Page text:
By John Revill and Ludwig Burger ZURICH (Reuters) -Efforts by Novartis to show that an established anti-inflammatory drug could also suppress cancer growth were dealt a final blow when a third big lung cancer trial failed to produce the desired results. The Swiss drugmaker said on Monday its canakinumab drug did not slow the progression […]
Novartis fails again to reuse anti-inflammatory drug to treat lung cancer
By John Revill and Ludwig Burger
ZURICH (Reuters) -Efforts by Novartis to show that an established anti-inflammatory drug could also suppress cancer growth were dealt a final blow when a third big lung cancer trial failed to produce the desired results.
The Swiss drugmaker said on Monday its canakinumab drug did not slow the progression of non-small cell lung cancer in a late-stage trial, when given to prevent relapse in patients that were diagnosed early enough for tumour-removal surgery.
The failure in the latest trial, called Canopy A, is a setback for Novartis after canakinumab failed in two separate studies last year where the drug was tried in combination with other treatments on lung cancer patients at a more advanced disease stage.
“Consensus expectations for this high-risk project remained zero or low with the remaining market exclusivity for canakinumab limited until 2028,” said Zuercher Kantonalbank analyst Laurent Flamme.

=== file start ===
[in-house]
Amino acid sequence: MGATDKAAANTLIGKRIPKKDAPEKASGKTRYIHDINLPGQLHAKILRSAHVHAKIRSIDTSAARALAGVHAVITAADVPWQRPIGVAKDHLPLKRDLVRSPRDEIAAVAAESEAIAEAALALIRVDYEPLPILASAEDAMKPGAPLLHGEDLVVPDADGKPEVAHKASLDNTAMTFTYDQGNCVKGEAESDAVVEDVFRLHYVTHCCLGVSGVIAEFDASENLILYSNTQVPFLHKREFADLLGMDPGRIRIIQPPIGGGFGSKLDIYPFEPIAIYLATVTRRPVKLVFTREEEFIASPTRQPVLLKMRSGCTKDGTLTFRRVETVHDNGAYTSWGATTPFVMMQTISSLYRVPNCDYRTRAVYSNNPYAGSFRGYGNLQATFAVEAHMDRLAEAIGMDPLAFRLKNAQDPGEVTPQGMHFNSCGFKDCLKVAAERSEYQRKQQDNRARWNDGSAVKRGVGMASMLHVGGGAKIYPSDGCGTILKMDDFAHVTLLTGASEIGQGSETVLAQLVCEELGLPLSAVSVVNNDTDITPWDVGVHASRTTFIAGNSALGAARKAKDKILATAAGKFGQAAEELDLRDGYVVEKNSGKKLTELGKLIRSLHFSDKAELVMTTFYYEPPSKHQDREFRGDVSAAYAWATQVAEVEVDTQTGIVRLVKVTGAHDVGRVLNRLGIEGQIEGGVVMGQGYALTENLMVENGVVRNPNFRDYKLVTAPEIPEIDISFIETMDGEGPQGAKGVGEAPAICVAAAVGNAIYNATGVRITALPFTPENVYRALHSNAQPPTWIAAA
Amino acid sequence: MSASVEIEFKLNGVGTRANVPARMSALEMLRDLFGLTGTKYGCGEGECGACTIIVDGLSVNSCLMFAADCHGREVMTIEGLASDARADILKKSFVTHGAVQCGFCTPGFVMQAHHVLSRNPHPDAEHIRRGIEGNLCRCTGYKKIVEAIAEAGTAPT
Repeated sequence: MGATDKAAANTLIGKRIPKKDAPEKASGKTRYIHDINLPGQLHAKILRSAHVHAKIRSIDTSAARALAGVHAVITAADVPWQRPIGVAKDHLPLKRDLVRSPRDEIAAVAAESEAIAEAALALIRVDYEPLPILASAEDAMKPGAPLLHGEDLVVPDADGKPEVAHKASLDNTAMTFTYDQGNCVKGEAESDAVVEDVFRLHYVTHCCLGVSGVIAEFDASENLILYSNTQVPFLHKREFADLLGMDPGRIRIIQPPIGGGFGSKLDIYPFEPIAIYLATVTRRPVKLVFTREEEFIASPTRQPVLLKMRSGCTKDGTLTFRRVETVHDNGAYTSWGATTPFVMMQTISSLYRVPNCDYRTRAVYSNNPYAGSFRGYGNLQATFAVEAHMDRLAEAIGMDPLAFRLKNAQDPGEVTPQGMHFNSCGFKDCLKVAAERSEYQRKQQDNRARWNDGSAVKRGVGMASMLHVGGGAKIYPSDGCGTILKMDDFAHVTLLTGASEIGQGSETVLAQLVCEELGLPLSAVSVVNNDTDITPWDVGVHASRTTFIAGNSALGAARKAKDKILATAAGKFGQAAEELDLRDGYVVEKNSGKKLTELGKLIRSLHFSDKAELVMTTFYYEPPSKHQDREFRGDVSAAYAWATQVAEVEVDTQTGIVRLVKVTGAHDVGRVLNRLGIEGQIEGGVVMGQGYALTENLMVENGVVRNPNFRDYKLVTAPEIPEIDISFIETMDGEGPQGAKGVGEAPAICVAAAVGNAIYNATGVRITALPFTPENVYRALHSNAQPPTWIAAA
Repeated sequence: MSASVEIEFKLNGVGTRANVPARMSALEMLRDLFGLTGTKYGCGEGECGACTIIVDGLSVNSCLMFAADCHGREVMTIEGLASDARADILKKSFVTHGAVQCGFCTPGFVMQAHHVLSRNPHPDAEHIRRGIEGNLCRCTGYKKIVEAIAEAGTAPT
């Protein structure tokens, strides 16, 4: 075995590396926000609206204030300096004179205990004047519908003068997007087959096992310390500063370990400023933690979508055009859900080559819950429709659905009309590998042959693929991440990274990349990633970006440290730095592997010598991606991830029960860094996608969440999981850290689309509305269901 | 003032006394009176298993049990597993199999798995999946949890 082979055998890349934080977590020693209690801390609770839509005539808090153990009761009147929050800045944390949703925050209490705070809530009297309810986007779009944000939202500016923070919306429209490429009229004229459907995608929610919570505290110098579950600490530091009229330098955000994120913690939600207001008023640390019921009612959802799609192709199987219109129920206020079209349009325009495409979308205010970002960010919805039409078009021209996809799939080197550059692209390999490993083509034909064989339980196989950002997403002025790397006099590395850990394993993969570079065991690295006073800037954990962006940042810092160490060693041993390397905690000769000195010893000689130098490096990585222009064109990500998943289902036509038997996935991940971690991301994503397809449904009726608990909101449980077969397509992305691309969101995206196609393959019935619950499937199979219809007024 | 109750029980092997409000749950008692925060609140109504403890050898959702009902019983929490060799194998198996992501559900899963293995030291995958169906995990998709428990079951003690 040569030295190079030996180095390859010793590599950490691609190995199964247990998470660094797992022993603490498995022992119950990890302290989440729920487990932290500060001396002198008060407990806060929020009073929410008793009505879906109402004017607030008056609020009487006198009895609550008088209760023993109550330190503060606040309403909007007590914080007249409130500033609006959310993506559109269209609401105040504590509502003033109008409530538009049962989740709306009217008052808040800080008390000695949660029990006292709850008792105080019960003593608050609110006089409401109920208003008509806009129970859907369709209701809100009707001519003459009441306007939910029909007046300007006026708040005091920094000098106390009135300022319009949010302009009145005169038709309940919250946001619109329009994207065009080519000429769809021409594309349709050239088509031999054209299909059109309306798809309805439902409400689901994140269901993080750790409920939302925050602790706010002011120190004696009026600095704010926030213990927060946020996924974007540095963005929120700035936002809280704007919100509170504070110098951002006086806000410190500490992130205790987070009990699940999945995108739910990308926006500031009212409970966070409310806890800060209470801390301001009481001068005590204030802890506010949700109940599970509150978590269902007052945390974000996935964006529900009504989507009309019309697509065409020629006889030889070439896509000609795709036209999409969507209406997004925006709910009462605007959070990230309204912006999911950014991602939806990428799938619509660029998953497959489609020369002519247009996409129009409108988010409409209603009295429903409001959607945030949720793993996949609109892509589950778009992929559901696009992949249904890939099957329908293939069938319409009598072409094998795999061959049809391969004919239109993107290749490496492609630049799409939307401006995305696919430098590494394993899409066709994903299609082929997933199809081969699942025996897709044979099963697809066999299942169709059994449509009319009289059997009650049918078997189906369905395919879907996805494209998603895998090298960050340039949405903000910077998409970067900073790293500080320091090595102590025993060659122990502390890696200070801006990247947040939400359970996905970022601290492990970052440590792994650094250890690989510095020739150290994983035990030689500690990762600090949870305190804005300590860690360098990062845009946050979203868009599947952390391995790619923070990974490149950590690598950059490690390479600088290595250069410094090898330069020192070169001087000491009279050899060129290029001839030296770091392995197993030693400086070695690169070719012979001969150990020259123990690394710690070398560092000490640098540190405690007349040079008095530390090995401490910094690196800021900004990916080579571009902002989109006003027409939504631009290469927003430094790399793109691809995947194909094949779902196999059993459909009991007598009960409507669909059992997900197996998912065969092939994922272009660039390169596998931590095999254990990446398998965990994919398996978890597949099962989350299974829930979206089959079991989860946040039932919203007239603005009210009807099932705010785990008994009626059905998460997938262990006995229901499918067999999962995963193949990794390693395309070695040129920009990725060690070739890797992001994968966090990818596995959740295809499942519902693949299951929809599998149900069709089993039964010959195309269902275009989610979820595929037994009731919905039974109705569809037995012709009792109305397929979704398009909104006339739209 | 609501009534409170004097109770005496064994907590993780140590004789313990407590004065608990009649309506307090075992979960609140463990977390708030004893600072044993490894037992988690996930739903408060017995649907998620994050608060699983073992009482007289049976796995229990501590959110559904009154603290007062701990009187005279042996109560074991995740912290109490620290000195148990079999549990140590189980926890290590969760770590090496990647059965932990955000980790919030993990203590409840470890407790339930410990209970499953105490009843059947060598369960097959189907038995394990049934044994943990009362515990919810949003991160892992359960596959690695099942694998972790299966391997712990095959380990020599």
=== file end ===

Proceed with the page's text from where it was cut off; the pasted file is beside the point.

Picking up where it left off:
He estimated annual sales of around 300 million Swiss francs ($317.9 million) by 2026 for the drug as an adjuvant treatment for non-small cell lung cancer.
The drug is approved to treat a number of inflammatory disorders under the brand name Ilaris with $284 million in revenues last year. Credit Suisse analysts said annual sales could reach more than $1 billion in that indication.
A cardiovascular disease trial in 2017 produced early indication that the drug might also play a role in preventing lung cancer by suppressing a type of inflammation that drives cancer growth. That prompted Novartis to launch a lung cancer trial programme.
Novartis needs to boost its pharma development efforts as it is conducting a strategic review of its off-patent generic drug business Sandoz that might result in a sale.
It has billions at its disposal for deals to strengthen its research pipeline after selling its 33% stake in Roche back to the Swiss rival last year for $20.7 billion.
($1 = 0.9436 Swiss francs)
(Reporting by John Revill in Zurich, Ludwig Burger in Frankfurt; Editing by Emelia Sithole-Matarise and Bernadette Baum)